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Converting Waste from Slaughter House to Energy for productive use
 

Focus areas: Mitigation; Adaptation
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Location: Dagoretti, Nairobi, Kenya
Established: November 2010

The abattoir cluster in Dagoretti, on the outskirts of Nairobi, Kenya, provides meat to the city and employment to over 5,000 people. Daily, over 400 animals are slaughtered here. Instructed by Kenya's National Environment Management Agency, the City Council of Nairobi was on the brink of closing down the cluster in mid-2009, as improper discharge of slaughter wastes was polluting the Nairobi River. The surroundings were stinking, emitting large quantities of methane, and the blood and the wash water were seeping into the ground water. Unreliable grid electricity forced the abattoirs to depend on diesel gensets. The trees in the once dense woods nearby have been cut down heavily for firewood and charcoal for cooking by the population around the abattoirs. Based on the request of the Ministry of Environment, Government of Kenya, UNEP requested UNIDO to find a solution to the problem. UNIDO implemented an innovative (low cost) solution and its Phase-1 was completed in 2010.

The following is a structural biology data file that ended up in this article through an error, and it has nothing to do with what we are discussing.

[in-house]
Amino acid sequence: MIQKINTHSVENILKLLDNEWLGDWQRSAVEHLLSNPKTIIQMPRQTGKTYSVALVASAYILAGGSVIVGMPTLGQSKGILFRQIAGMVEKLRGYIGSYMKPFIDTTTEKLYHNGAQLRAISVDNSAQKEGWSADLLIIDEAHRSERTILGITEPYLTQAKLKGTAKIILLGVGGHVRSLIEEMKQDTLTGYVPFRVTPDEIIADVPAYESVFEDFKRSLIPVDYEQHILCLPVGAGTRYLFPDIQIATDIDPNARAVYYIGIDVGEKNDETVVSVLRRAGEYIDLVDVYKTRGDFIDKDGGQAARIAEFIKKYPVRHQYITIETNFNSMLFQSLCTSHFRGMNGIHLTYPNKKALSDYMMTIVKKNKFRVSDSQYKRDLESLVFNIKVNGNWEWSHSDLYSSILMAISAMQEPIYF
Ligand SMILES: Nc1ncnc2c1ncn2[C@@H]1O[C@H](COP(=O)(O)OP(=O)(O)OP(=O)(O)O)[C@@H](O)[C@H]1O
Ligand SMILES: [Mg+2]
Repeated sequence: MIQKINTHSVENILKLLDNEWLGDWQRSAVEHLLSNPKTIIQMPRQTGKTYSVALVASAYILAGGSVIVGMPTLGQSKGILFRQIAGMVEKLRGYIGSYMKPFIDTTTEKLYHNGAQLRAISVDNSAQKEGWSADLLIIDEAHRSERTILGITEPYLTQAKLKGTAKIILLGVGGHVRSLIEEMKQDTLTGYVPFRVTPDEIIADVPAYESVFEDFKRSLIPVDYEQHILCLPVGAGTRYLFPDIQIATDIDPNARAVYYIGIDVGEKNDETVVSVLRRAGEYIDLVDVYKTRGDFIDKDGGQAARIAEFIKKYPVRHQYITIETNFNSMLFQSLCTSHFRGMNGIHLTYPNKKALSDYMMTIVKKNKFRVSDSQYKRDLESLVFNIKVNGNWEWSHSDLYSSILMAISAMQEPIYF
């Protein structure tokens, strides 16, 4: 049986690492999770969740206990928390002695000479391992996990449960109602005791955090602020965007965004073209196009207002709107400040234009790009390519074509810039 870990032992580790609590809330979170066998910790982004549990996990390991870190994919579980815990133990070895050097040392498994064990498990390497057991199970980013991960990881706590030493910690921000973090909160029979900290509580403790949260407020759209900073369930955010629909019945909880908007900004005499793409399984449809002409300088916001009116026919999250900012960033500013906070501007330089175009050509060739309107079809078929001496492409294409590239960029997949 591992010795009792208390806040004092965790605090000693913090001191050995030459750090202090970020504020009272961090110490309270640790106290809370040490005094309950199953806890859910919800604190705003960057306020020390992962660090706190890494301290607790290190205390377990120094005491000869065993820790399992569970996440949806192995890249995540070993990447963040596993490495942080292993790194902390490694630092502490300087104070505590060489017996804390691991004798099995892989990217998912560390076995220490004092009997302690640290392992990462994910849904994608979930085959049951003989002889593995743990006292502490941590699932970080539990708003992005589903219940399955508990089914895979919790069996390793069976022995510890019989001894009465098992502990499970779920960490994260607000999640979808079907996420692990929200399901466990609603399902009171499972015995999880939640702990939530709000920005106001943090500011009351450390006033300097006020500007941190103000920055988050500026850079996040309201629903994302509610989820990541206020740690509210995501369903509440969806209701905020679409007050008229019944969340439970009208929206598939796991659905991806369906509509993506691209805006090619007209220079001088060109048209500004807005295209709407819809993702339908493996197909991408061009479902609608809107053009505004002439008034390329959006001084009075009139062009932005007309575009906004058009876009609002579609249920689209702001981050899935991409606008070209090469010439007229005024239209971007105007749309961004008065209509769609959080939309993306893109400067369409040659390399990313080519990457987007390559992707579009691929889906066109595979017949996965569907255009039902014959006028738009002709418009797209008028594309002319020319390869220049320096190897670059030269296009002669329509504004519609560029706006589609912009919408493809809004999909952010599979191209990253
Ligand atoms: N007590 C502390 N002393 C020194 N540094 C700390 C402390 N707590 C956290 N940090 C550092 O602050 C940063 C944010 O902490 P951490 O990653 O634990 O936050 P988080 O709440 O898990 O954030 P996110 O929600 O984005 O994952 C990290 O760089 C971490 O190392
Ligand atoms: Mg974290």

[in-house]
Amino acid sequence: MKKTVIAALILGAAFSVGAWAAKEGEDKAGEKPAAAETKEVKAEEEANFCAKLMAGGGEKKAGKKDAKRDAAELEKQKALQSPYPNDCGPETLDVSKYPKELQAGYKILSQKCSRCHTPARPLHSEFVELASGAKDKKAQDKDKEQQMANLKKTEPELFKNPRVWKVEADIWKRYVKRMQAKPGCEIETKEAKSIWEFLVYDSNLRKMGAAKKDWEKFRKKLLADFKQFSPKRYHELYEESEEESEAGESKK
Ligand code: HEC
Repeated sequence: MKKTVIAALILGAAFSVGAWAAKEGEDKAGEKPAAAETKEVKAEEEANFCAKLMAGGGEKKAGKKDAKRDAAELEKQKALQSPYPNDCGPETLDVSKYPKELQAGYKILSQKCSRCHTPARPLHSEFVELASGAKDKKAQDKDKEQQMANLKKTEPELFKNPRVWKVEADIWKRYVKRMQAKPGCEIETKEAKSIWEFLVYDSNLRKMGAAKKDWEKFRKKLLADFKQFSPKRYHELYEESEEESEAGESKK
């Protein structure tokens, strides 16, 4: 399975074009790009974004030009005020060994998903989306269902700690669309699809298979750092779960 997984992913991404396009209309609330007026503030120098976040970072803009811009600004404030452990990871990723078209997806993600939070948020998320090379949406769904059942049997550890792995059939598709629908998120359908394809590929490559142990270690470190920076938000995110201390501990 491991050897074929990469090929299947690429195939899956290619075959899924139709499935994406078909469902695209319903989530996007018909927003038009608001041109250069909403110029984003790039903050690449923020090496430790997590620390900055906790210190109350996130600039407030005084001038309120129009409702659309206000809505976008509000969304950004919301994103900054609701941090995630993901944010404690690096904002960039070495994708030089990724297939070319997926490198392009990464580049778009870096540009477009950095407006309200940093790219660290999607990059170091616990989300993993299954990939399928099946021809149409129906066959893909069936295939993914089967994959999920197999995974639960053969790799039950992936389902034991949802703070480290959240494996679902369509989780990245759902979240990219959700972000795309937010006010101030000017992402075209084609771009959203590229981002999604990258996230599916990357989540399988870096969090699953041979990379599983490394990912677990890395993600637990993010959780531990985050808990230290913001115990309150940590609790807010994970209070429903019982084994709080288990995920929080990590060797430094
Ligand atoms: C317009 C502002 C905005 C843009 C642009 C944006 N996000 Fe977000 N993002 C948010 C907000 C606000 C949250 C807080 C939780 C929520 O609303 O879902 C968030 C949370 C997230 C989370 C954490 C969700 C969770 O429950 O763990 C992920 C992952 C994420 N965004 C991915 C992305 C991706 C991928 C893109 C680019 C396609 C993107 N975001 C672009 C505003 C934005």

Goals and Objectives:
1. Establish a functional model to reduce GHG emissions from the slaughter wastes through anaerobic conversion of it into energy (Phase 1);
2. Use biogas for electricity generation (Phase 1);
3. Use biogas and recovered heat from generator exhaust to heat water for cleaning in the abattoir (reduce water consumption ), replacing firewood or charcoal. (Phase 1);
4. Demonstrate biogas as a viable alternative for cooking for the urban poor in place of scarce firewood and charcoal (phase 1);
5. Demonstrate Biogas bottling after cleaning it of CO2 and distribute as a cooking fuel to the urban poor (Phase 2);
6. Develop business opportunities to market the residue as an organic fertilizer rich in nutrients like nitrates, phosphates and potassium for local farming (Phase 2);
7. Replicate and upscale the model in the whole cluster (Phase 2);
8. Refurbishing abattoirs within the country to be environmentally clean and be self-sufficient in energy (Phase 3).

Mitigation / Adaptation

Benefits

Potential for scaling-up and replication

Power required for the abattoir operation is obtained by a biogas generator. Hot water required for cleaning the abattoir is done using biogas. Dumping slaughter house waste has reduced resulting in lower methane emissions to the atmosphere.

The activity was able to demonstrate that the abattoirs were unaware that they are: (a) dumping a valuable resource which was contributing to greenhouse gases (CH4 emissions); and (b) contributing to the contamination of ground water which was already in short supply due to the adverse impacts of climate change.

One tonne of animal waste produces over 100 cubic meters of biogas which has a concentration of 65% CH4 and 35 % CO2. The potency of Methane is about 21 times that of CO2 in trapping heat in the atmosphere. This would translate into approximately 1500 cm3 of greenhouse gases emitted from the dumpsite from around 15000 kg waste per day, over and above the emissions from previous dumping.